SCOTT SIMON, host:
Brooke Gladstone hosts ON THE MEDIA, a weekly show on many NPR stations that is, obviously, not about sports or car repair. She says that she's always really wanted to write a comic book. And now she has, sort of, a graphic comic, as they're called, about media: Who are they? Or is it we? What do they do? How do they affect us? Is objectivity really possible? And even is there a media, now that anyone will a cell phone can potentially reach millions of people directly?
Brooke Gladstone's new book is called "The Influencing Machine." It's illustrated by Josh Neufeld. And Brooke Gladstone - who by the way, used to be our editor here on WEEKEND EDITION - joins us from WNYC in New York.
Brooke, thanks such much for being with us.
BROOKE GLADSTONE: Long time no see.
SIMON: So good to have you. Thanks very much.
GLADSTONE: Thank you.
SIMON: Well, this is a lot to go into. So let me, you know, let me try and...
GLADSTONE: It sure is.
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SIMON: Let me take it piece by piece. Can reporters be objective?
GLADSTONE: No. Reporters can be fair. This has always been a problem. Reporters can report things so they don't win the argument. But there's no way that we can divorce ourselves from the experience gleaned over a lifetime that forces us to come to certain conclusions. And nowadays, with the media enabling us to go to lengths anytime we want to, to primary sources, to all sorts of documents, people who follow the media today say that transparency and disclosure is the new objectivity. We don't have to pretend to be a monastic order of passionless priests in order to do the job of journalism.
SIMON: Is there such a thing as the media?
GLADSTONE: It exists in our head. That's the influencing machine. Really, there is a media, the same way that there is a human race. It's as varied and as enormous, but in certain contexts, you can look at it as a whole. And I think that the state of the media is and always has been mixed, as great as it's ever been, and as awful as it's ever been.
SIMON: So the greatest we've ever been, we'll assume it's your show.
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SIMON: But at the same time, there are millions of people who are already functioning as their own journalists, aren't they - their own media?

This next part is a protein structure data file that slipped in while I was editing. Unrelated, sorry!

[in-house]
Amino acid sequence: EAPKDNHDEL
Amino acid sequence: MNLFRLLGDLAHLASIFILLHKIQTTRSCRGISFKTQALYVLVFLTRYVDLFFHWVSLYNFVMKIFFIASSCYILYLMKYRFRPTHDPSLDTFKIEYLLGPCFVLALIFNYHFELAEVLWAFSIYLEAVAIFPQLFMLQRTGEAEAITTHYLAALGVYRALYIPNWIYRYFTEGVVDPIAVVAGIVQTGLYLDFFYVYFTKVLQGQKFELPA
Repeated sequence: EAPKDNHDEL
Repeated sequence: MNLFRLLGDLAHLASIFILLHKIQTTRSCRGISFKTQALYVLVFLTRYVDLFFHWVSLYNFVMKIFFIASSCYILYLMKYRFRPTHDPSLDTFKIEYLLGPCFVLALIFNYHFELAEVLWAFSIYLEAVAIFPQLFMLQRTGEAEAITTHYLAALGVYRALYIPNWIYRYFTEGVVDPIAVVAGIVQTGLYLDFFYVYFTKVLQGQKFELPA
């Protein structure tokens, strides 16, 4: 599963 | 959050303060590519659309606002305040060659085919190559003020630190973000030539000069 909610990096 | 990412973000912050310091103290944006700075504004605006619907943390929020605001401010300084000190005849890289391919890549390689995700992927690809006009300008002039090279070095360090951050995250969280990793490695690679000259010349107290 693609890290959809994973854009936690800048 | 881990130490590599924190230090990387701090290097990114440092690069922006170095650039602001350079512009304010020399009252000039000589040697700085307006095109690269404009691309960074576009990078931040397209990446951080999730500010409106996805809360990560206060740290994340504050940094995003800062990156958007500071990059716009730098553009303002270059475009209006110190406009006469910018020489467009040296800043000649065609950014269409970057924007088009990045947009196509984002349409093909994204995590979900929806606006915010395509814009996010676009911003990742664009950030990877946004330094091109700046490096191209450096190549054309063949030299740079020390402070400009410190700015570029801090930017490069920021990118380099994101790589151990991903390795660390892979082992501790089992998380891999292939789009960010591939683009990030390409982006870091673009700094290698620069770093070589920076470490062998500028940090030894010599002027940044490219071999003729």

GLADSTONE: More and more all the time, as their own curators. Or they create, they assemble a community of curators. I mean, people who don't understand Twitter, they think that it's just people talking about what they had for dinner.
But more and more, it serves a curation purpose. People are using them, using Twitter feeds and Twitter communities to deal with the problem of filtering that we have now with so many streams of communication coming directly at us, unmediated by huge institutions.
If your friends send you a link, you'll open it. You'll pass it on. You can get really informed that way, just as well informed as you were - as you would be, far better informed than reading most daily papers, because it's coming from everywhere, all around the world.
SIMON: But let me point out the inevitable: How do you know it's true?
GLADSTONE: How do you ever know it's true? It is a matter of experience. Trust is built on experience. Your listeners trust you. Well, they trust you because you've proved to be trustworthy.
This community of friends on Twitter - which is just one example - they get their followers because they prove to be trustworthy. We saw this most explicitly during the so-called Arab spring, where these communities came up and were able to really counter the lies of their own governments.
SIMON: Is media - as we might think of at the moment, which is, in the best sense, seasoned, professional journalists taking a look at the world directly, not just reading tweets, and reporting what they see, hear and feel - is that going the way of buggy whip-makers and telegraph operators?
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GLADSTONE: No. I don't think so. I think journalists, professional journalists, will always be with us. And they'll always be on the ground. But they can be supplemented by ordinary people who are not paid for the journalism they do that supply eyewitness coverage. And they can find out who those trustworthy people are.
Just because you get a paycheck doesn't necessarily mean that you are more trustworthy than somebody who is there out of conviction. And I think that is a change that is being wrought by the digital age.
And I think that it's important for people to understand that objectivity, per se, is kind of a construct of a particular time and place, a short period in American history. Great journalism was done then, but great journalism was done before, and great journalism will be done after.
SIMON: Brooke, so nice to talk to you.
GLADSTONE: Scott, thanks a lot.
SIMON: Brooke Gladstone, who hosts ON THE MEDIA, her new book, "The Influencing Machine." It's illustrated by Josh Neufeld.
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SIMON: You're listening to WEEKEND EDITION, from NPR News.
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